--debug option to any python-for-android command to see
full debug output including the output of all the external tools used
in the compilation and packaging steps.
python-for-android is managed by the Kivy Organisation, and you can get help with any problems using the same channels as Kivy itself:
- by email to the kivy-users Google group
- by irc in the #kivy room at irc.freenode.net
If you find a bug, you can also post an issue on the python-for-android Github page.
Debugging on Android¶
When a python-for-android APK doesn’t work, often the only indication that you get is that it closes. It is important to be able to find out what went wrong.
python-for-android redirects Python’s stdout and stderr to the Android
logcat stream. You can see this by enabling developer mode on your
Android device, enabling adb on the device, connecting it to your PC
(you should see a notification that USB debugging is connected) and
adb logcat. If adb is not in your PATH, you can find it at
/path/to/Android/SDK/platform-tools/adb, or access it through
python-for-android with the shortcut:
python-for-android adb logcat
Running logcat command gives a lot of information about what Android is
doing. You can usually see important lines by using logcat’s built in
functionality to see only lines with the
python tag (or just
When your app crashes, you’ll see the normal Python traceback here, as well as the output of any print statements etc. that your app runs. Use these to diagnose the problem just as normal.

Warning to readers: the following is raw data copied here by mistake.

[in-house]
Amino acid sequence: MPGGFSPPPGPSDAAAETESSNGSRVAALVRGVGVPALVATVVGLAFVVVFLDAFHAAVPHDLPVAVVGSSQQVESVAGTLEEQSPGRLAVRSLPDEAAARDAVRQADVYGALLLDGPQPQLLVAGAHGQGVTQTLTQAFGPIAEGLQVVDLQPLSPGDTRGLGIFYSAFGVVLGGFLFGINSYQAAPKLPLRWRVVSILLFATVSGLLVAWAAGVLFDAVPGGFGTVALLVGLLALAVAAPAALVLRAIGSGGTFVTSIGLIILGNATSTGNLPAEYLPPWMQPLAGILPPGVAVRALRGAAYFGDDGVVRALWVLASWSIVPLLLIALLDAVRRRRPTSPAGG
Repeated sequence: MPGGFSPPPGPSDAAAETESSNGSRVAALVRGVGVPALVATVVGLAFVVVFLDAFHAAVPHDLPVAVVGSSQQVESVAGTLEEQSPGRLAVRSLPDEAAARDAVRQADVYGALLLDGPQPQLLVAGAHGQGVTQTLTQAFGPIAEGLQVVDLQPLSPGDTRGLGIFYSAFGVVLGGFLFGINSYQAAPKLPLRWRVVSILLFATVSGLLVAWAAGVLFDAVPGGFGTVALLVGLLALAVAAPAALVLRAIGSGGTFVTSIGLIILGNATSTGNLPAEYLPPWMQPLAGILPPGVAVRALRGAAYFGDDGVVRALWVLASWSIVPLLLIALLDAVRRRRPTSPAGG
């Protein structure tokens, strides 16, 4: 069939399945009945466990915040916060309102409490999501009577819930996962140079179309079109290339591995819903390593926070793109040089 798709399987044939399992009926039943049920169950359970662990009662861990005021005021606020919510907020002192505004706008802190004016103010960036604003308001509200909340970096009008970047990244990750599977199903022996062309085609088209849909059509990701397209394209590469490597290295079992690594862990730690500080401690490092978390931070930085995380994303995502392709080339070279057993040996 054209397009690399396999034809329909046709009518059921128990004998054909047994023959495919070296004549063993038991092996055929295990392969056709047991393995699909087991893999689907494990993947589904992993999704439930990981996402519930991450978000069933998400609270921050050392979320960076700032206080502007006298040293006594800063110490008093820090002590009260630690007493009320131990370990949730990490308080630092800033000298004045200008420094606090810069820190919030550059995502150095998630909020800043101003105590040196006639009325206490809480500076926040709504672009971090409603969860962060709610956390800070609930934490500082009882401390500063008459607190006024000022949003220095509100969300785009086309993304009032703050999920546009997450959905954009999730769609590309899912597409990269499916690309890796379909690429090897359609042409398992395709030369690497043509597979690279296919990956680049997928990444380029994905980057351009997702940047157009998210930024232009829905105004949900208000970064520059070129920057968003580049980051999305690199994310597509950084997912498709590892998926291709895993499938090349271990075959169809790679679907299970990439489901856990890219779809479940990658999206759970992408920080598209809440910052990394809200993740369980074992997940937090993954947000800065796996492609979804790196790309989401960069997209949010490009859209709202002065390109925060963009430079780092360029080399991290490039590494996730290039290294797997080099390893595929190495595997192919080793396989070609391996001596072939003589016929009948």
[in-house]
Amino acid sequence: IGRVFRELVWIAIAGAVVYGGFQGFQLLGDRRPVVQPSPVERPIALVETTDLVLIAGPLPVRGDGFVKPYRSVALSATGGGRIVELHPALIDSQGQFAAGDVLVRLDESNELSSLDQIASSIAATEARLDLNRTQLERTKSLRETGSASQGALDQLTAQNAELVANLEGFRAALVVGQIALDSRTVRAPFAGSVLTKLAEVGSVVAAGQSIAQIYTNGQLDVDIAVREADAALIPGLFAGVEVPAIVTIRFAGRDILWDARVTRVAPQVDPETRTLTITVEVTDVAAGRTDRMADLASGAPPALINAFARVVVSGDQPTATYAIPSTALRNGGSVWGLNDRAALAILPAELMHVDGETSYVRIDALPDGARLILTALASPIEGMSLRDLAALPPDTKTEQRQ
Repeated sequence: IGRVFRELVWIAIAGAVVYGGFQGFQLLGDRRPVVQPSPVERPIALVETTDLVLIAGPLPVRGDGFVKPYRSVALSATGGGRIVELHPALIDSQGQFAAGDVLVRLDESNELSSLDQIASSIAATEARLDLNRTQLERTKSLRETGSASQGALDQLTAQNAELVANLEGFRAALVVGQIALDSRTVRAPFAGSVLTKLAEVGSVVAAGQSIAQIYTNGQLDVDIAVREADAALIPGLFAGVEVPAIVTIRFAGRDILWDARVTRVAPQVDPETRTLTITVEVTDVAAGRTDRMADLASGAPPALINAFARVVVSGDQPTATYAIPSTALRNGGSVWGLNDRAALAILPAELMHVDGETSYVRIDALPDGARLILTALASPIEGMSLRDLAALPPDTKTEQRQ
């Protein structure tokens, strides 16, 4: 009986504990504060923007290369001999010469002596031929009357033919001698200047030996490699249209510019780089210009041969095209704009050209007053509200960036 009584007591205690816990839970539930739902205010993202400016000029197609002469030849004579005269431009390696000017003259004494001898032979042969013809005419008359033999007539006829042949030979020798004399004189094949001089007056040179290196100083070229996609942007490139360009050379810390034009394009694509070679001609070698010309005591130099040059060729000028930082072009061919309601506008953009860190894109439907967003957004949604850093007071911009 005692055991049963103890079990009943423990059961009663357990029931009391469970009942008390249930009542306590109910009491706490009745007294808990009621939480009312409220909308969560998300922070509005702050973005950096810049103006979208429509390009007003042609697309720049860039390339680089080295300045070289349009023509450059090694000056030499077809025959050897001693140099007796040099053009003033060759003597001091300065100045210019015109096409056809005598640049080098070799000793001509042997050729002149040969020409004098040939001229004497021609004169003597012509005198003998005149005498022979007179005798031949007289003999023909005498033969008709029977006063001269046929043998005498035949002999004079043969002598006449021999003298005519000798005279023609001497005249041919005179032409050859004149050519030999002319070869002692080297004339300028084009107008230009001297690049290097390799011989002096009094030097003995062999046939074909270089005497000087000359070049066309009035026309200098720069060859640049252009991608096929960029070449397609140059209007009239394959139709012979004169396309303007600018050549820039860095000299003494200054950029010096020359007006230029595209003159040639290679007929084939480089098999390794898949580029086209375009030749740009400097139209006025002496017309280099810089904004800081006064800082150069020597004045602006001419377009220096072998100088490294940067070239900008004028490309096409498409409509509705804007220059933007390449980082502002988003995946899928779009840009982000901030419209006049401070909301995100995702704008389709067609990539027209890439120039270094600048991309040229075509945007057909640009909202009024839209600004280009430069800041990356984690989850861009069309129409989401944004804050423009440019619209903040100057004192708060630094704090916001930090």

The adb command passes its arguments straight to adb itself, so you
can also do other debugging tasks such as
devices to get the list of connected devices.
Unpacking an APK¶
It is sometimes useful to unpack a pacakged APK to see what is inside, especially when debugging python-for-android itself.
APKs are just zip files, so you can extract the contents easily:
At the top level, this will always contain the same set of files:
$ ls AndroidManifest.xml classes.dex META-INF res assets lib YourApk.apk resources.arsc
The Python distribution is in the assets folder:
$ cd assets $ ls private.mp3
private.mp3 is actually a tarball containing all your packaged
data, and the Python distribution. Extract it:
$ tar xf private.mp3
This will reveal all the Python-related files:
$ ls android_runnable.pyo include interpreter_subprocess main.kv pipinterface.kv settings.pyo assets __init__.pyo interpreterwrapper.pyo main.pyo pipinterface.pyo utils.pyo editor.kv interpreter.kv lib menu.kv private.mp3 widgets.pyo editor.pyo interpreter.pyo libpymodules.so menu.pyo settings.kv
Most of these files have been included by the user (in this case, they come from one of my own apps), the rest relate to the python distribution.
With Python 2, the Python installation can mostly be found in the
lib folder. With Python 3 (using the
the Python installation can be found in a folder named
The following are common problems and resolutions that users have reported.
AttributeError: ‘AnsiCodes’ object has no attribute ‘LIGHTBLUE_EX’¶
This occurs if your version of colorama is too low, install version 0.3.3 or higher.
If you install python-for-android with pip or via setup.py, this dependency should be taken care of automatically.
AttributeError: ‘Context’ object has no attribute ‘hostpython’¶
This is a known bug in some releases. To work around it, add your
python requirement explicitly,
--requirements=python2,kivy. This also applies when using
buildozer, in which case add python2 to your buildozer.spec requirements.
Exception in thread “main” java.lang.UnsupportedClassVersionError: com/android/dx/command/Main : Unsupported major.minor version 52.0¶
This occurs due to a java version mismatch, it should be fixed by installing Java 8 (e.g. the openjdk-8-jdk package on Ubuntu).
JNI DETECTED ERROR IN APPLICATION: static jfieldID 0x0000000 not valid for class java.lang.Class<org.renpy.android.PythonActivity>¶
This error appears in the logcat log if you try to access
org.renpy.android.PythonActivity from within the new toolchain. To
fix it, change your code to reference